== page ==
Wednesday, August 03, 2016

IWSG: Skill and Grit

This month's Insecure Writer's Support Group Day is brought to you by Tamara Narayan, Tonja Drecker, Ellen @ The Cynical Sailor, Lauren @ Pensuasion, Stephen Tremp, and Julie Flanders. You can learn more about the IWSG on their website.

For August, we've been posed the following question: What was your very first piece of writing as an aspiring writer? Where is it now? Collecting dust or has it been published?

The first story I wrote as an aspiring writer was a fantasy novel called Let Silences Be Broken. The story was about a group of magicians who get their magic by voluntarily giving up speech. One of the main characters was an albino woman pursuing a renegade magician. Their minds are blown when they encounter people who speak a different language. I may still have a paper copy somewhere, but otherwise, it's on a floppy disk somewhere in what I hope is an unreadable format.

A few days ago, an article was published on Medium with the click-bait title "You're Not Meant to Do What You Love. You're Meant to Do What You're Good At." The author of that piece apparently thinks skills are fixed and that loving to do something isn't enough to make you good at it. She says that "If everybody did what they thought they loved, the important things wouldn’t get done. To function as a society, there are labors that are necessary. Someone has to do them. Is that person robbed of a life of passion, because they had to choose a life of skill and purpose?...There is only finding a job that suits you enough that the work doesn’t feel excruciating. There is only finding what you are skilled at, and then learning to be thankful."

While I agree that there are jobs that may not inspire passion but are still necessary for society, and I also like her later idea that we should focus on giving to others with our skills, I think settling for work that doesn't feel excruciating can still drain the life out of you. (I've had jobs like that.) None of us came into this world with skills; we had to develop them. I may have been born with an aptitude for words, but I still had to read thousands of books; study writing craft; critique other writer's work; and write, write, and rewrite some more to get to my current level of writing. I had to learn the skills for my current job when I transferred into the position as well.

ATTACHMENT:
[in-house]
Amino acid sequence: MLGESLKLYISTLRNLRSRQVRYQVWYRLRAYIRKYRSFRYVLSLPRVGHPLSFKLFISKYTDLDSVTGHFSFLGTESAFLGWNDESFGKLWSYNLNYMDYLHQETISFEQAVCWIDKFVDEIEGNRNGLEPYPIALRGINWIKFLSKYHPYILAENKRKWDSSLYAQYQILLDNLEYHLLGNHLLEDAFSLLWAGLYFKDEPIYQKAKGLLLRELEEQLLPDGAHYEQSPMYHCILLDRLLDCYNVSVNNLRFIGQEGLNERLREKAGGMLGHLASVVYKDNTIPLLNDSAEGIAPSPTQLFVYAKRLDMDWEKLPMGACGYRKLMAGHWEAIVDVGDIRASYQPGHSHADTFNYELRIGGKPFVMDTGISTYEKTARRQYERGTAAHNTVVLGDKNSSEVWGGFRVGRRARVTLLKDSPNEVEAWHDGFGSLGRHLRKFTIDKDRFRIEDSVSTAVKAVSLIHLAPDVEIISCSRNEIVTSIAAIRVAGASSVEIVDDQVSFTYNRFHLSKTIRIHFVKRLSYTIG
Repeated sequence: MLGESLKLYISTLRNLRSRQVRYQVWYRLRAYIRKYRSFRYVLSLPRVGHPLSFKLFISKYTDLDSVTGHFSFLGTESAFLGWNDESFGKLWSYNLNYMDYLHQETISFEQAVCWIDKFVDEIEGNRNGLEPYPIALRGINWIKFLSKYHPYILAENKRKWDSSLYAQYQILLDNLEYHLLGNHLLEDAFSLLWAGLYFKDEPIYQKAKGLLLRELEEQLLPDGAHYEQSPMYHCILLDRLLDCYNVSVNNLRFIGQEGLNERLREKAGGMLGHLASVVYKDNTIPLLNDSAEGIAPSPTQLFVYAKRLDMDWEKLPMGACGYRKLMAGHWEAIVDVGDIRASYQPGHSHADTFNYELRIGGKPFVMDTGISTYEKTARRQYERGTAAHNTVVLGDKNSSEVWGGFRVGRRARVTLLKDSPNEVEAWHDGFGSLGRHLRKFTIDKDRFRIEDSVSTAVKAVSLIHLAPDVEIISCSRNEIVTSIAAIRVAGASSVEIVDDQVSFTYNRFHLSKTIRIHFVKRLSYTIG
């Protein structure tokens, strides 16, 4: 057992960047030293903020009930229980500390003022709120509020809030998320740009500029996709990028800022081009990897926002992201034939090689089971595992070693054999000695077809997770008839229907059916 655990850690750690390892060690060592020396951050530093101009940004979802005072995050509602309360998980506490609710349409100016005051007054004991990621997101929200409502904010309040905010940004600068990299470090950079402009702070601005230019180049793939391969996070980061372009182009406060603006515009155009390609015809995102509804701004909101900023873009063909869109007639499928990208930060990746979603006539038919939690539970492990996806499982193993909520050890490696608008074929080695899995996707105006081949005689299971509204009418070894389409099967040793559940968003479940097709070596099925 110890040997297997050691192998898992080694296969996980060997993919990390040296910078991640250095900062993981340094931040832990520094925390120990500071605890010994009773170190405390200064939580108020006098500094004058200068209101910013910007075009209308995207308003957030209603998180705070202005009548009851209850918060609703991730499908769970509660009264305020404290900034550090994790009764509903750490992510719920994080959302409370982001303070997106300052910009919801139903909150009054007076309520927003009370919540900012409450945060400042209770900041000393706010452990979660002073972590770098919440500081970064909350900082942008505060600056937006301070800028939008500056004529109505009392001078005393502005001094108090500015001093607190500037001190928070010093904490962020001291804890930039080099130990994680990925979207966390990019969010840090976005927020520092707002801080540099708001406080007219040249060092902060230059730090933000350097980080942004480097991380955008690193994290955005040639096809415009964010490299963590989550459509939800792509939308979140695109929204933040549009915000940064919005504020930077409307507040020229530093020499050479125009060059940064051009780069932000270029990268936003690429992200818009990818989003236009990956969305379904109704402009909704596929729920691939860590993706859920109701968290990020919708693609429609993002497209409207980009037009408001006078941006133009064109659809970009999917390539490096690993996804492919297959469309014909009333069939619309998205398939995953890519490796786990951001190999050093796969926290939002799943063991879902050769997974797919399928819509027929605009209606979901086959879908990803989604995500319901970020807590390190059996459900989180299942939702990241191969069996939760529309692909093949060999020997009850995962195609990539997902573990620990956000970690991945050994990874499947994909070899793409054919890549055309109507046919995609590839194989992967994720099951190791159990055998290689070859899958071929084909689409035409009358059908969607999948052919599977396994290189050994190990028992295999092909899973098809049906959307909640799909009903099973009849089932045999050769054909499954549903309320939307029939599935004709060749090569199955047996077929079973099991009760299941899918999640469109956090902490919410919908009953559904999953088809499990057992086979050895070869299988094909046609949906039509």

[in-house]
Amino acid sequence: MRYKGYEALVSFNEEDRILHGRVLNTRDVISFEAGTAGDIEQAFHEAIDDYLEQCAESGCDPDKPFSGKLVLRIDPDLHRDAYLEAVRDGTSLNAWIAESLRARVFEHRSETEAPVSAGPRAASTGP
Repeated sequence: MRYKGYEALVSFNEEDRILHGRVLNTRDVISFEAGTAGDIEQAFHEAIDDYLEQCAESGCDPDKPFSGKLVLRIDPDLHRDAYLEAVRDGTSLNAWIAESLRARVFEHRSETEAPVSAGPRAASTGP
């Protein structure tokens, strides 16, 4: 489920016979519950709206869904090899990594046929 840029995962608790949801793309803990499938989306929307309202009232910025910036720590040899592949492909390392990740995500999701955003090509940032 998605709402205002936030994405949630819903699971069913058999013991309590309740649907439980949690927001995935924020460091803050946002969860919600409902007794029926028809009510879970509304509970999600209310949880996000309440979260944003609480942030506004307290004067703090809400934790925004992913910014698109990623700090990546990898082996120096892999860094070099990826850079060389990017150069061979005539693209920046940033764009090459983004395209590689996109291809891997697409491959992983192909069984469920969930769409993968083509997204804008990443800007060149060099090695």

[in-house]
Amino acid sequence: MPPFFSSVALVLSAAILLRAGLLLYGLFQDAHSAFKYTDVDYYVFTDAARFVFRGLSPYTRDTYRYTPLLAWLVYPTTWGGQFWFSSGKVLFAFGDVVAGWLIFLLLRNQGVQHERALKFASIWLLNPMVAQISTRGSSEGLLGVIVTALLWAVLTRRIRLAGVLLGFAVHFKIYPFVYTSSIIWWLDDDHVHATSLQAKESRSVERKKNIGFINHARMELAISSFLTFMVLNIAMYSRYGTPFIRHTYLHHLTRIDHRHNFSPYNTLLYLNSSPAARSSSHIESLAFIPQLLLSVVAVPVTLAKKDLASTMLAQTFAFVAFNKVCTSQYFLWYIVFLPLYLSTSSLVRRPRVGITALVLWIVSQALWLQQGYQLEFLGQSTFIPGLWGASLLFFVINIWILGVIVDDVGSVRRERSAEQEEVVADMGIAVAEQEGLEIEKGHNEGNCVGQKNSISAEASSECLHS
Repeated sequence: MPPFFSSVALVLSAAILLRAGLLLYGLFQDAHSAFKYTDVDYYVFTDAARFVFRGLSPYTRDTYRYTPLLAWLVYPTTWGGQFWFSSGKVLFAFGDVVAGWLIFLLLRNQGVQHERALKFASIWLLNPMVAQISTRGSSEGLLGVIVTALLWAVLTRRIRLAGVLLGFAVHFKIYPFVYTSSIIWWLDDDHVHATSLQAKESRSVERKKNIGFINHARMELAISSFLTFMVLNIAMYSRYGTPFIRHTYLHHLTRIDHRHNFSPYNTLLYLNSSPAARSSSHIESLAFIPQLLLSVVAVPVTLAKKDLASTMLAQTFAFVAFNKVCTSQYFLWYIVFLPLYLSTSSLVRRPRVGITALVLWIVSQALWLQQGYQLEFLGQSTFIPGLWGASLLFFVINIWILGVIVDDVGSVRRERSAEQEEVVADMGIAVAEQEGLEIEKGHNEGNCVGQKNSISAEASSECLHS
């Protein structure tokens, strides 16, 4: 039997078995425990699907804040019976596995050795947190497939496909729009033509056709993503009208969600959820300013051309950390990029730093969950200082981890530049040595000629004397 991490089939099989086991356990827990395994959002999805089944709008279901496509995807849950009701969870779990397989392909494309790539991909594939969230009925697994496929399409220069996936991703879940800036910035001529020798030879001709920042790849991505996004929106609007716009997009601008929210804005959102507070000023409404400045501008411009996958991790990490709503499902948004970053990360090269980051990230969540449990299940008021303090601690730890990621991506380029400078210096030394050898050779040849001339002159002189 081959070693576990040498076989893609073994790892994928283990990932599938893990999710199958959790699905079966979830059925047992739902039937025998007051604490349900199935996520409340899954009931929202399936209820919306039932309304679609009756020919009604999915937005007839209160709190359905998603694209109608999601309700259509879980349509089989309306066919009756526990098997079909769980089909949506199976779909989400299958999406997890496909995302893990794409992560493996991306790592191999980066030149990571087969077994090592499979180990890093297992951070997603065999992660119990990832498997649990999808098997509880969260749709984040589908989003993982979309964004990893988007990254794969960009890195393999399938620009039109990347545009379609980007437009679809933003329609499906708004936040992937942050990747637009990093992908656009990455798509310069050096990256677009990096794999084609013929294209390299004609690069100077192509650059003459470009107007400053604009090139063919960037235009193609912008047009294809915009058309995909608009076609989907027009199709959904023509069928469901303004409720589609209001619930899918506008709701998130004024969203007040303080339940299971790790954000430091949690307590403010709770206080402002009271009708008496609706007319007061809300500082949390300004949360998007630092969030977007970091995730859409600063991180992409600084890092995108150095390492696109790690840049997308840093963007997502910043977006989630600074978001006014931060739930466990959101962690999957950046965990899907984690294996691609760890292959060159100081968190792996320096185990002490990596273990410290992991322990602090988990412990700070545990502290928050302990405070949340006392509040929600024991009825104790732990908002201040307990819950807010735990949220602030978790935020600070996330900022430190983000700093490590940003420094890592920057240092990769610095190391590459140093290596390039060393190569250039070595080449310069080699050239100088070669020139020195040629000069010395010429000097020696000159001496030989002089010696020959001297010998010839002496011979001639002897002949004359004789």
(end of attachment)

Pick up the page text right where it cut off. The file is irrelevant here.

How does one develop a skill? By practice and perseverance. Angela Duckworth's Grit: Passion, Perseverance, and the Science of Success not only discusses how to develop a skill, but how to develop the grit needed to follow a passion despite setbacks. Toward the end of the book, she quotes a poem about writing. I don't have time to type it out, but it talks about how when you first write something, it isn't very good, but the more you work on it the better it gets.

If you love writing, not just the idea of being an author, but the actual thinking of stories and characters, sitting in front of a computer for hours on end to bring them to life, and sharing your work with others, don't let anyone tell you you shouldn't write. Even if your first efforts aren't very good, that doesn't mean you can't improve with dedicated practice. We may not evolve into Shakespeare, we may not be able to make it our day jobs, but it's still worth doing. So persevere with what you love, no matter what anyone else tells you to do.